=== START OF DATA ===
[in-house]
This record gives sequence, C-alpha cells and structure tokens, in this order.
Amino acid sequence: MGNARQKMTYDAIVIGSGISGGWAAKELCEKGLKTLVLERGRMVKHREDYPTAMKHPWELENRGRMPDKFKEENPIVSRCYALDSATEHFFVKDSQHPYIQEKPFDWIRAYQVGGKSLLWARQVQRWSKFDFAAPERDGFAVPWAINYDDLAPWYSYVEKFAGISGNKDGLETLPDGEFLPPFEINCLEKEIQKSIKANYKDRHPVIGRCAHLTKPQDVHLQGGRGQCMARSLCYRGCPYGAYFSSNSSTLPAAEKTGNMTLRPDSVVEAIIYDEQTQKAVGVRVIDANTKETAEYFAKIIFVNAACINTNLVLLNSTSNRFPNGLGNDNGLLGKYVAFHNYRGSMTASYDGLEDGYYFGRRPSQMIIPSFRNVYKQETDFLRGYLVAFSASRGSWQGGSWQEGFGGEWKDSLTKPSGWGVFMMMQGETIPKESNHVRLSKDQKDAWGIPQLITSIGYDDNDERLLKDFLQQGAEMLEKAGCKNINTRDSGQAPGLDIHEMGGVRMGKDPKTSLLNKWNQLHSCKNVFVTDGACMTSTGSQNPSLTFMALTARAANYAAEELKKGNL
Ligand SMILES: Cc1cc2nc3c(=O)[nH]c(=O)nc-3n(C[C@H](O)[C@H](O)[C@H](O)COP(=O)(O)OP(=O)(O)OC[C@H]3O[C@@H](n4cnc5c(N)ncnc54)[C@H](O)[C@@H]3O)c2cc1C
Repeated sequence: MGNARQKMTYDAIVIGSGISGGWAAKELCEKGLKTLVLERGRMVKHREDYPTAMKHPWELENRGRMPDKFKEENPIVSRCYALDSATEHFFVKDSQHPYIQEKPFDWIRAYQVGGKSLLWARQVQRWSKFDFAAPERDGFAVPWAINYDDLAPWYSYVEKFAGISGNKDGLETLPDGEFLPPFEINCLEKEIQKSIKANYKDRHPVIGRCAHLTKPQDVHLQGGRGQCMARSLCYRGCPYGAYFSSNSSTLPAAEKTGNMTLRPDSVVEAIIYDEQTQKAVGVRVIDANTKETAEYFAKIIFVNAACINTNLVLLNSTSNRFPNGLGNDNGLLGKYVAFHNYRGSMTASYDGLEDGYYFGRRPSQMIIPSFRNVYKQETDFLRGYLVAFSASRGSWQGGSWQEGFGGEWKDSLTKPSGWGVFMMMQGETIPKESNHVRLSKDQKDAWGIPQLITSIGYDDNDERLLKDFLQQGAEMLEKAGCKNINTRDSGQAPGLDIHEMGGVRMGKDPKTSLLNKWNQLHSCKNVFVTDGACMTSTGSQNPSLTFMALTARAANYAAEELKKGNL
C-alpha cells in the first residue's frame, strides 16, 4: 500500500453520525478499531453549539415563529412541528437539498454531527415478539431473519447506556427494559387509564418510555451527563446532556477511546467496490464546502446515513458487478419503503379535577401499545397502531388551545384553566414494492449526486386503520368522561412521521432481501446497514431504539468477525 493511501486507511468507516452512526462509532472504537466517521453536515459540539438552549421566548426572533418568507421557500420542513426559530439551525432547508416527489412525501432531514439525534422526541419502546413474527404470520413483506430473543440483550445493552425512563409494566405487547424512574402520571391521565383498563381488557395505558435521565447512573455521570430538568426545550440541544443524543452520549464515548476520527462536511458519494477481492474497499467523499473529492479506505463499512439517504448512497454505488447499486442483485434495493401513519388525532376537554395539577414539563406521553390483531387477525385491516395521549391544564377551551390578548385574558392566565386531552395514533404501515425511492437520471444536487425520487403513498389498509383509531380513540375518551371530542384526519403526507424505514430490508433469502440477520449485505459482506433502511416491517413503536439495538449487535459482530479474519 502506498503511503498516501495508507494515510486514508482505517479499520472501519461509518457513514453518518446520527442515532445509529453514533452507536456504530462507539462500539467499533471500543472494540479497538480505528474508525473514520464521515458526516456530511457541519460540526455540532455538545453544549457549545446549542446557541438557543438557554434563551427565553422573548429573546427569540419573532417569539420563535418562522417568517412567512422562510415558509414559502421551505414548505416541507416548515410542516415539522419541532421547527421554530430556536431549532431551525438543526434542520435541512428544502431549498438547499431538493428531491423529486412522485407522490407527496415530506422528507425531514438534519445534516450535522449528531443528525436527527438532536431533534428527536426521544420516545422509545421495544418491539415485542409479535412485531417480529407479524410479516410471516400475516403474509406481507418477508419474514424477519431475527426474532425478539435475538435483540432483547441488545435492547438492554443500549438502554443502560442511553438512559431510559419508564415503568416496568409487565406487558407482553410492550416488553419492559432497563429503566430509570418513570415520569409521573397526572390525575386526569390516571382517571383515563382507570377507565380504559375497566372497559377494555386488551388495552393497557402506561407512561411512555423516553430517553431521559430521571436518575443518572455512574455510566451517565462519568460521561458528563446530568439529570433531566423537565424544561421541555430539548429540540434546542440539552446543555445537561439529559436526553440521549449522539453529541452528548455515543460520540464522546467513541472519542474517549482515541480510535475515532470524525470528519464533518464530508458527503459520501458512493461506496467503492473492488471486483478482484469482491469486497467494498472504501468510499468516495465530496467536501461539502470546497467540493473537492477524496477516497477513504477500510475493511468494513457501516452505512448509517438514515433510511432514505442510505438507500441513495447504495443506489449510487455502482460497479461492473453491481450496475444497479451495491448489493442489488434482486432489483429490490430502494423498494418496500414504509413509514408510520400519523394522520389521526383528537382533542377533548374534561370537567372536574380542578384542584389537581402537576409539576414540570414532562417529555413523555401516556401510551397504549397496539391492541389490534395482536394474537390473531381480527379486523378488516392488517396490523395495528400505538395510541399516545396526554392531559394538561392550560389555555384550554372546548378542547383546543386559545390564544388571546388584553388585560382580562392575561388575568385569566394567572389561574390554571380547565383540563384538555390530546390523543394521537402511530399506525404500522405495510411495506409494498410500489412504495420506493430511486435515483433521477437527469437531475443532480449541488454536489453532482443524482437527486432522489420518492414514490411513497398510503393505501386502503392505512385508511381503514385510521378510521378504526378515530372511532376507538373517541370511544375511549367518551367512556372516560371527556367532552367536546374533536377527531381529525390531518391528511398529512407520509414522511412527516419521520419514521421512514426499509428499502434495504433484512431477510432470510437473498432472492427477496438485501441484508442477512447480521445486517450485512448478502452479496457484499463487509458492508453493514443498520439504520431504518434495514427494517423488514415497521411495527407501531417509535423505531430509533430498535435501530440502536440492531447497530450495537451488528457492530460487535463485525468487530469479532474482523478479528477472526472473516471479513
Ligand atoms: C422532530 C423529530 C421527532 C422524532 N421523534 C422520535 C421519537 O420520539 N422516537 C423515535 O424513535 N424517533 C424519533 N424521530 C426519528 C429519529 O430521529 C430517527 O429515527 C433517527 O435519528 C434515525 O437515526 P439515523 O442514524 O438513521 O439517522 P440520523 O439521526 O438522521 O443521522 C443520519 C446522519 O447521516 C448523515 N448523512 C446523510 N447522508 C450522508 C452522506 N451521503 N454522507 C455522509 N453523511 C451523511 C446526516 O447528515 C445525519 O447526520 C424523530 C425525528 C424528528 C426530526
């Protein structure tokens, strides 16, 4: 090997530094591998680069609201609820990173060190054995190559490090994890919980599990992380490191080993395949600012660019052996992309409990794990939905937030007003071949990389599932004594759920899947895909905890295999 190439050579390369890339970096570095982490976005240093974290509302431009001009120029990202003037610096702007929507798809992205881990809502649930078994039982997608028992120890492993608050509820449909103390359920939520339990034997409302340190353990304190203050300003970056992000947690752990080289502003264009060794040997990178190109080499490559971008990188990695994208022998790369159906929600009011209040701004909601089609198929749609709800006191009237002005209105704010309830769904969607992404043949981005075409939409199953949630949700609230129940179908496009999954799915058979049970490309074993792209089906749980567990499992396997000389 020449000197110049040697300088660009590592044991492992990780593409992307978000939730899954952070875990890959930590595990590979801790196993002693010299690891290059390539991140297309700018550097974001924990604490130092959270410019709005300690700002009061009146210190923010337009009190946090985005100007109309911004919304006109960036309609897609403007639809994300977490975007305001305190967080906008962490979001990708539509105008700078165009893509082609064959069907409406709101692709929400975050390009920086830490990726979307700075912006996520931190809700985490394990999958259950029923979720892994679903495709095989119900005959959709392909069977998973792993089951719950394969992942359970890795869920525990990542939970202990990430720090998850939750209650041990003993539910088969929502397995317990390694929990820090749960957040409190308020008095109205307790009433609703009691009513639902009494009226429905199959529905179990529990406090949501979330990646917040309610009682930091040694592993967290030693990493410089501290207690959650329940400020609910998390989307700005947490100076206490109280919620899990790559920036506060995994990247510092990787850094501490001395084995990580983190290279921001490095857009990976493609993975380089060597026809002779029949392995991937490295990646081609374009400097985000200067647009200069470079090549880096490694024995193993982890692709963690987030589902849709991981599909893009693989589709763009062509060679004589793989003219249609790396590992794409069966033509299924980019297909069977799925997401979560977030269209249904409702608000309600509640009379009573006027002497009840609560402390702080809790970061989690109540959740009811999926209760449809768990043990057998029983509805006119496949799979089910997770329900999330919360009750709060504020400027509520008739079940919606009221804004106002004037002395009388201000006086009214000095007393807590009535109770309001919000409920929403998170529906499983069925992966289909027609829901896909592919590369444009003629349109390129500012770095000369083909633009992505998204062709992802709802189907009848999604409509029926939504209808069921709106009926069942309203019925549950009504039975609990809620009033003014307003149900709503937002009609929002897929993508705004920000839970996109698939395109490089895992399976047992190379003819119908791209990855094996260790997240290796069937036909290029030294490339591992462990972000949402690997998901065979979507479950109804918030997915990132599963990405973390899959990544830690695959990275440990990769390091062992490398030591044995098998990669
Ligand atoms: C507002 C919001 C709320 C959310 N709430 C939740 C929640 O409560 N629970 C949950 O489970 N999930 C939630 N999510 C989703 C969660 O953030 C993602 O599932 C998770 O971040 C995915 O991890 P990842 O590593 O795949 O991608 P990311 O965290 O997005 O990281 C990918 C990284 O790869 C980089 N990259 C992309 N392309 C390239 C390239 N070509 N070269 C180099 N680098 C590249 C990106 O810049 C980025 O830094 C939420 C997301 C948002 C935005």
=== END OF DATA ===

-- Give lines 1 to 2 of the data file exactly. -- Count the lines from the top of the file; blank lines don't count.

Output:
[in-house]
This record gives sequence, C-alpha cells and structure tokens, in this order.